5. Warfare and armaments manufacturing: the business of killing is a monumentally wasteful one, as it requires some of the most resource intensive research, design, prototyping, testing and other processes … which is not to say it hasn’t come up with useful civilian technologies, but there’s no reason we couldn’t have developed these exact same technologies through non-military research … and since property & power are directly correlated, any potentially legitimate military activities (ie – protection from corruption / evil … which almost never happens), is entirely undermined by commercial & political interests … then making matters worse:
    • Warfare technology kills, destroys & pollutes;
    • Military recruitment and initial personnel training consumes huge resources;
    • Warfare training and operational engagement consumes vast amounts of resources;
    • Each event of military engagement destroys both resources & their capacity for replenishment;
  6. Technology selection for economic vs. technical reasons: there have been many cases where a lesser technology has won an investment or marketing battle over a better technology, and so … competition, and the general economic imperative of the profit motive does not necessarily drive the best technology, and sometimes the best loses an economic battle, thus wasting it on top of losing the opportunities it would otherwise afford us;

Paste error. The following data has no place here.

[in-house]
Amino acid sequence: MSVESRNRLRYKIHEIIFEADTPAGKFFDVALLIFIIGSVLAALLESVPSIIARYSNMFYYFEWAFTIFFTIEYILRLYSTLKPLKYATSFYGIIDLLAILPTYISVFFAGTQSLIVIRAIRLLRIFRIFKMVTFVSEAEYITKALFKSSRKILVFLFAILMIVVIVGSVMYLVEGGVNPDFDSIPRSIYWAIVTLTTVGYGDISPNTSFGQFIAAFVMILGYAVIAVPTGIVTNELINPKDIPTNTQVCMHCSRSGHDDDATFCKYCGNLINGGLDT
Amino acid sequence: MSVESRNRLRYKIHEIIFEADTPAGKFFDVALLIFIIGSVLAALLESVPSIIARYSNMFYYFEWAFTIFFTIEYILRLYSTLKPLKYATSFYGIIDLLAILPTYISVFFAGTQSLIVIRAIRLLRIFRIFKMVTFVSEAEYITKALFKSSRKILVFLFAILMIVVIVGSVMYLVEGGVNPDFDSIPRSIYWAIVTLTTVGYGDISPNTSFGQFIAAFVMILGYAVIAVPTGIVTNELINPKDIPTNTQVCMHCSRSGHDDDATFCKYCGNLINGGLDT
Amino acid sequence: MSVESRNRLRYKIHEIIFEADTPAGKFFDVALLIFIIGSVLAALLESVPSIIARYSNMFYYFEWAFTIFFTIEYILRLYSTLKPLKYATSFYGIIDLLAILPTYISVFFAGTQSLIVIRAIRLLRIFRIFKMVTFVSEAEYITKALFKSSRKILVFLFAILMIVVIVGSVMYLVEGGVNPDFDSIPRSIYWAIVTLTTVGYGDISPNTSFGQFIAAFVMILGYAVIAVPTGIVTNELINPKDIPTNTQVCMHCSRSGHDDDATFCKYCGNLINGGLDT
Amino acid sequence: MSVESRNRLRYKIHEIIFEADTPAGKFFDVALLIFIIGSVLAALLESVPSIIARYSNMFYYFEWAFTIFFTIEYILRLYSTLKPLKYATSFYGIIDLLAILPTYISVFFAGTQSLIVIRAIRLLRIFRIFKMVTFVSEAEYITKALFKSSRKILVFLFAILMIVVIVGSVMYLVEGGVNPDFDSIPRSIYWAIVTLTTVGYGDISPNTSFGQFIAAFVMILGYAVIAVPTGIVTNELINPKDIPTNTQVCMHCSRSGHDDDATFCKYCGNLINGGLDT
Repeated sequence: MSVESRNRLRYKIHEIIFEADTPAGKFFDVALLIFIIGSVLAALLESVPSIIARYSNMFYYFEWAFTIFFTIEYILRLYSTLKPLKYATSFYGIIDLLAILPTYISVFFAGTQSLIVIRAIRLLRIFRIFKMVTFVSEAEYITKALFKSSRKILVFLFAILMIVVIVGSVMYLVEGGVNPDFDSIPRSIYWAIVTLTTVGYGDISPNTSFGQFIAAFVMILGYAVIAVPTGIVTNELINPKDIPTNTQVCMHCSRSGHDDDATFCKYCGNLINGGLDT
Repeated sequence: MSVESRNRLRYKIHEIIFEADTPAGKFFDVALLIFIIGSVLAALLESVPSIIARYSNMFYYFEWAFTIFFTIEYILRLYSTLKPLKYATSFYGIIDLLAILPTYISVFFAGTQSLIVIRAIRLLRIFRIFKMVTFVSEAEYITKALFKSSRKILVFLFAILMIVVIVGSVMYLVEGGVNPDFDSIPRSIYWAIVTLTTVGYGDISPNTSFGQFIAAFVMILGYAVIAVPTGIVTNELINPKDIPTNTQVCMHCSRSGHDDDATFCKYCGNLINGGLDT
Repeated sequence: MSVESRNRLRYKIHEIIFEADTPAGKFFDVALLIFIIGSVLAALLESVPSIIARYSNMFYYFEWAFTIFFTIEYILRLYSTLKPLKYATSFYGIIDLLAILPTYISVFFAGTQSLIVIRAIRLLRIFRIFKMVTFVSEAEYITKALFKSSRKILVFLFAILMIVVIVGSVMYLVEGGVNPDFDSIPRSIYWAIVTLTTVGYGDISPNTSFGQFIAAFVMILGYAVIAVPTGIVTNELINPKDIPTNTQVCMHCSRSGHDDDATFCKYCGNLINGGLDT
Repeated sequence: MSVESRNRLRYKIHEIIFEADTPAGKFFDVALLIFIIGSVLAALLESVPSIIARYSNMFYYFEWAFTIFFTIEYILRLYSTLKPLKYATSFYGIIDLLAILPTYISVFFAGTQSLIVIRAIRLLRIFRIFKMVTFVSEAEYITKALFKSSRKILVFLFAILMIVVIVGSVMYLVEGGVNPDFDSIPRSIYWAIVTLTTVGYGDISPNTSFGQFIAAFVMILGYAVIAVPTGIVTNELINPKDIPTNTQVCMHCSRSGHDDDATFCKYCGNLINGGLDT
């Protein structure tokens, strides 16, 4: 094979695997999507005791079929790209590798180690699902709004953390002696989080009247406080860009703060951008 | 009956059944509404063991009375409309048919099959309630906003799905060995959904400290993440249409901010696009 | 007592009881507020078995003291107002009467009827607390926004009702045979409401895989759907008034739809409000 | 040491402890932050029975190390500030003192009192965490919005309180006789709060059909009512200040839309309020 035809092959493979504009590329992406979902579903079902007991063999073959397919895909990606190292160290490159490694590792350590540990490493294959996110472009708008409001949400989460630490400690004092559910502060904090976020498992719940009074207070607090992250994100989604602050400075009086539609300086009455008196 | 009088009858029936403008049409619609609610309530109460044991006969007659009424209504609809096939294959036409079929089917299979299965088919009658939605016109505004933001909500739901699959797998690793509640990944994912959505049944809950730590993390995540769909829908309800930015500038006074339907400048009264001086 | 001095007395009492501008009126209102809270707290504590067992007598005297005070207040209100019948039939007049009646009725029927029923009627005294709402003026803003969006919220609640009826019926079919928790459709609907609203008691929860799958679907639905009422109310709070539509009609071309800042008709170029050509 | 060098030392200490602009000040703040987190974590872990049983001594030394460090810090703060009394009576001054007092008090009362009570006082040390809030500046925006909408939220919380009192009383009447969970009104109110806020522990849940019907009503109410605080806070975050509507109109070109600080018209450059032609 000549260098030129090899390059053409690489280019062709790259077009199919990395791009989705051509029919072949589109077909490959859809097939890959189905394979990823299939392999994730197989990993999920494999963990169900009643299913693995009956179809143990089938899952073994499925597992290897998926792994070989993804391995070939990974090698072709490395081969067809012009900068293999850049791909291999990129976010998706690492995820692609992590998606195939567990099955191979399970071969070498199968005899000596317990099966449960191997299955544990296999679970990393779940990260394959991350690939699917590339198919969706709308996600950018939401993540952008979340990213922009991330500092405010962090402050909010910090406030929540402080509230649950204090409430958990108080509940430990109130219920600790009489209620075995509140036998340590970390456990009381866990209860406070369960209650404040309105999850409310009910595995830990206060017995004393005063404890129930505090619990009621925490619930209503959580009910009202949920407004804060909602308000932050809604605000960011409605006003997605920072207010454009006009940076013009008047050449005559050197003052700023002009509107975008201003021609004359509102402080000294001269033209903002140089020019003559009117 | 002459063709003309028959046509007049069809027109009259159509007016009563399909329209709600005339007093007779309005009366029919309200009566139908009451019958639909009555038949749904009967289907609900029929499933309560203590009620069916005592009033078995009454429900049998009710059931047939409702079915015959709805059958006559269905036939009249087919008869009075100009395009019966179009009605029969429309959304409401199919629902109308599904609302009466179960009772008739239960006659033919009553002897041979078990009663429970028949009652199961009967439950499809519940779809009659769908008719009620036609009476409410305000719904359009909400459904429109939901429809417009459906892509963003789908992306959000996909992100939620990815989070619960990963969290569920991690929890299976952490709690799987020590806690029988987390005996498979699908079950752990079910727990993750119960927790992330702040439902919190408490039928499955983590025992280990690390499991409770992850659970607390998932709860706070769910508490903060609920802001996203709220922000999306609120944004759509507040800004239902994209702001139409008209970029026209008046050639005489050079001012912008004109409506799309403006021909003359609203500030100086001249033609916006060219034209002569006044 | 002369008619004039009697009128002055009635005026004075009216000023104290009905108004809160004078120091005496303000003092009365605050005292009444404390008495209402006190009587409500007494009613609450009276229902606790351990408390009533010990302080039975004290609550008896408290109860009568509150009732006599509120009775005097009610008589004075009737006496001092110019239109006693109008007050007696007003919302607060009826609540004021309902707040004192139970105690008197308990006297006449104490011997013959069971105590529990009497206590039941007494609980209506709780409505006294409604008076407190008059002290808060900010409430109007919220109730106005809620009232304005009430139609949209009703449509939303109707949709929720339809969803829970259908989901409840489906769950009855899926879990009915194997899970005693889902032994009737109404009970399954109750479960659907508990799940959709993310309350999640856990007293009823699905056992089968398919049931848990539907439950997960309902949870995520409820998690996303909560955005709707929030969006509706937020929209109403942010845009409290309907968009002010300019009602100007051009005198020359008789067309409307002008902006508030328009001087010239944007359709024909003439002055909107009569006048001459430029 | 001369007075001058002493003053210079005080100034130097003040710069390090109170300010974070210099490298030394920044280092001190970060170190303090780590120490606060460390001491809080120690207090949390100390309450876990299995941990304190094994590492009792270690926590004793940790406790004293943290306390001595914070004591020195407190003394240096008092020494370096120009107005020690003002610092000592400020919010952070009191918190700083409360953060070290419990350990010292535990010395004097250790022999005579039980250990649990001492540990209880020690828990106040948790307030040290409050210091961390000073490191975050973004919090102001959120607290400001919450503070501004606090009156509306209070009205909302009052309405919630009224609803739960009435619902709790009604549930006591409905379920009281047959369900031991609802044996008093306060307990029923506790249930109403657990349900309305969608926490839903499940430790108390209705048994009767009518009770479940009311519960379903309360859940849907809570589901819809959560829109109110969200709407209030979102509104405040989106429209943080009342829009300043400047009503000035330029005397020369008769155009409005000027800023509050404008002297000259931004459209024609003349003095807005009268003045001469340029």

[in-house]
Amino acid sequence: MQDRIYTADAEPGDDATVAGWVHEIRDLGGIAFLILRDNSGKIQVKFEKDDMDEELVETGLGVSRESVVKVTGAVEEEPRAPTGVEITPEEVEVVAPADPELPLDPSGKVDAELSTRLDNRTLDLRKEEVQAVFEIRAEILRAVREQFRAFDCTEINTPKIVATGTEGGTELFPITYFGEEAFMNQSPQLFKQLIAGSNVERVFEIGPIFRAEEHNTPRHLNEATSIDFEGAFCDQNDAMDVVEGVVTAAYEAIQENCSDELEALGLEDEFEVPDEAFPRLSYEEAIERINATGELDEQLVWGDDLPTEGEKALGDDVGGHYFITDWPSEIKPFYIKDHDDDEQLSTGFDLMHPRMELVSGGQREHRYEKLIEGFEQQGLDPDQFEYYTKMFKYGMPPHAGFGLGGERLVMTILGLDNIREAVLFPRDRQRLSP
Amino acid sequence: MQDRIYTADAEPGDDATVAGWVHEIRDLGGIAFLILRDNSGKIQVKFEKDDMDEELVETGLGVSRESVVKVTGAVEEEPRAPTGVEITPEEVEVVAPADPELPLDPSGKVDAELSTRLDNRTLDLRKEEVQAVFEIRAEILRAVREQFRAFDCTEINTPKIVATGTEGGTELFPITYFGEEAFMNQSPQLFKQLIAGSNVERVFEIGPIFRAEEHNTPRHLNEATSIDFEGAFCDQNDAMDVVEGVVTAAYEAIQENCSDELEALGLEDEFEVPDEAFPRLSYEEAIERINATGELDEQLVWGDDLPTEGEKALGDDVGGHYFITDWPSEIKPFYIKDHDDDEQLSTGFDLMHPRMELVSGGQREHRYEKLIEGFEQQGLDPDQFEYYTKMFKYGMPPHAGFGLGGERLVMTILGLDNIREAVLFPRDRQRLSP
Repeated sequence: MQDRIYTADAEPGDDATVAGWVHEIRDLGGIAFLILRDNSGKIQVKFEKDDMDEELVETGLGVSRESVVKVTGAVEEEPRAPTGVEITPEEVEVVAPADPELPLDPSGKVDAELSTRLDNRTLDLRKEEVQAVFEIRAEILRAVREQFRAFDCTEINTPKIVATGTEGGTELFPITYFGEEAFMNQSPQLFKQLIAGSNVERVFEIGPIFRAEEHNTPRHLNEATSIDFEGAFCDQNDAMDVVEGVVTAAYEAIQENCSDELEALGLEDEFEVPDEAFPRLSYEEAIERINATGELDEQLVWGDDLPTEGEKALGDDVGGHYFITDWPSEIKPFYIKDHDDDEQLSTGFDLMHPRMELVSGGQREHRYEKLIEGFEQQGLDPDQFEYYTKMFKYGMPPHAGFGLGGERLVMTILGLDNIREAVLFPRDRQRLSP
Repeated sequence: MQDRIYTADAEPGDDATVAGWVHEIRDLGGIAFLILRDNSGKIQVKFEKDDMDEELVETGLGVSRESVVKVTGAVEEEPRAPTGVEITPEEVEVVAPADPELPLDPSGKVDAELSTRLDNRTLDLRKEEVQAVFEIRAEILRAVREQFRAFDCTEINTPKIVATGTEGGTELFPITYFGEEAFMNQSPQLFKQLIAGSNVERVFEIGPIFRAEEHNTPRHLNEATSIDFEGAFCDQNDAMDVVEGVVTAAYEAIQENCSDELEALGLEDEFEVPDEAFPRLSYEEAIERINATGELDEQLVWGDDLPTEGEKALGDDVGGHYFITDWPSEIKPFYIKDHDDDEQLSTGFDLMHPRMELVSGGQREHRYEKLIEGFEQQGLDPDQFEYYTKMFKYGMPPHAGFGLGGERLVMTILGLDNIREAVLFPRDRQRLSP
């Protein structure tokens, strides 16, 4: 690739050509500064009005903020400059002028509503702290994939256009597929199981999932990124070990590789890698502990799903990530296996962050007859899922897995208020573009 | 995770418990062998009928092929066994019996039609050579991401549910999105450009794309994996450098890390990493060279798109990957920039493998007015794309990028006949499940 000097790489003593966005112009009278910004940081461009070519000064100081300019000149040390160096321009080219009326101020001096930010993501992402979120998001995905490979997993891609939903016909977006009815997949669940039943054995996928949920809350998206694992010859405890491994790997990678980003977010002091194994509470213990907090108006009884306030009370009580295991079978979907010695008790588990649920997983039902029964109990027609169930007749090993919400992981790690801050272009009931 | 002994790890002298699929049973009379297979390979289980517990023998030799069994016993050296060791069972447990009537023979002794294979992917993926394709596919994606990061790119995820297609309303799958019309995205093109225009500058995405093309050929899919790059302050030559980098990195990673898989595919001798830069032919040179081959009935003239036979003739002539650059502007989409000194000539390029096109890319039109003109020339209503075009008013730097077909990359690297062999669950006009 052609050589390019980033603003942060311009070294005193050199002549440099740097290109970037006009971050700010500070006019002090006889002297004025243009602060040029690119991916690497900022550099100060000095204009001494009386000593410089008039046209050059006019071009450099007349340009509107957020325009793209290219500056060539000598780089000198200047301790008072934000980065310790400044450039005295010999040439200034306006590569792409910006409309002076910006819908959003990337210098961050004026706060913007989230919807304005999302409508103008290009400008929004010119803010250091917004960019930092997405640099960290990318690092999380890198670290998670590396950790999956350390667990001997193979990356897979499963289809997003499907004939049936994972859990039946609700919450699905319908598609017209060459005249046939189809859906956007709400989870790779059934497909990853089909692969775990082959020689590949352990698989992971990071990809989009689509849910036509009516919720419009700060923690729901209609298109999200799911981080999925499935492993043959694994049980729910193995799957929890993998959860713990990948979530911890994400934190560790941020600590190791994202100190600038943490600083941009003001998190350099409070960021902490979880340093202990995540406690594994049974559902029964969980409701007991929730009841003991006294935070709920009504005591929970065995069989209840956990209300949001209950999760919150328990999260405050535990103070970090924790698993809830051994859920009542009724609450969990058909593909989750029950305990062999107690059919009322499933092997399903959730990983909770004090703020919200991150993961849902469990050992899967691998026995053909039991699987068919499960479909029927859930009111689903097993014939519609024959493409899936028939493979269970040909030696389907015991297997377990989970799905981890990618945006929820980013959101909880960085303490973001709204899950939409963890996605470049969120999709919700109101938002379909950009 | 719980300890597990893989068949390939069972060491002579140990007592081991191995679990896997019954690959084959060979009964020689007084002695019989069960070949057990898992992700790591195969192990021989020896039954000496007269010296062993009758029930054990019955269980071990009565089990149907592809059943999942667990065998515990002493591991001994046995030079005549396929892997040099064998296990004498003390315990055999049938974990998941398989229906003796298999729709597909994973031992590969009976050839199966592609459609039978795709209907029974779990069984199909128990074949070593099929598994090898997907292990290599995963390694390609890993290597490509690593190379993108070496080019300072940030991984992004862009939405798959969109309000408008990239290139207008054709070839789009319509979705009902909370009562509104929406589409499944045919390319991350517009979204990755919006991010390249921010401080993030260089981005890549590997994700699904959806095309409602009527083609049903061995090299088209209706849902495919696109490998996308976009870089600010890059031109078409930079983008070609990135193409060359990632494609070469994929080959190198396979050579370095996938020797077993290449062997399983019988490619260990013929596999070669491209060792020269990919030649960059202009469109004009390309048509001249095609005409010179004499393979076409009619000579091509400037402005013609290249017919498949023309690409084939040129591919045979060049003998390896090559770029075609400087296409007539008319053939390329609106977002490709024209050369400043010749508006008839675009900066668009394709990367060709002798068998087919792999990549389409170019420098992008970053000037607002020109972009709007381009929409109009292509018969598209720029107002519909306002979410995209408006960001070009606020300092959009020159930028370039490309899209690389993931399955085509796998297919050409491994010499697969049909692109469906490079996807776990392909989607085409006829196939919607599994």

7. Entertainment & Events: these industries often produce vast amounts of waste per event, because it’s cheaper to throw stuff away that to clean and reuse;
  8. Transport & Travel: every time we move an object of some mass from one location to another, we need machines, they burn fuel, and often the reason for moving the thing was purely economic under the existing paradigm, but under no other reasonable appraisal of “need” would we say it made sense, and the entire global import / export market is jam packed with countless examples of complete crap being moved from one place to another, in service of an economic imperative which achieves very little if any ecological or social benefit;
  9. Lighting, heating cooling and ventilation: we have buildings, other facilities / structures and streets lit up all night long, often for little or no reason … every work environment requires resources spent to make it workable … and with so many work environments existing to make useless products that serve no valid purpose without manufactured “need” leveraged from people’s insecurities, we again chew up enormous resources on environmental controls, well above what would otherwise be genuinely “needed” to solve real problems;
  10. Competition: we produce multiple utterly redundant versions of the exact same thing, including in some cases extremely expensive and resource intensive infrastructure projects, so that people can compete for a standard of living they could just all have simultaneously without manufacturing either product in the first place, if we just ran a different (non-property/trade/currency-based economic paradigm).


Now I could probably keep going another 10 or 20 general points like this across countless industry sectors and aspects of public and private sector business operations, without too much difficulty … each one of which comprised of dozens, hundreds or thousands of subcategories, with multiple organisations across multiple locations around the world doing each of them to varying degrees of waste … and when you total it up, it’s just a staggering cost … so any argument claiming capitalism is in any respect “efficient” is just so far fetched it’s laughable.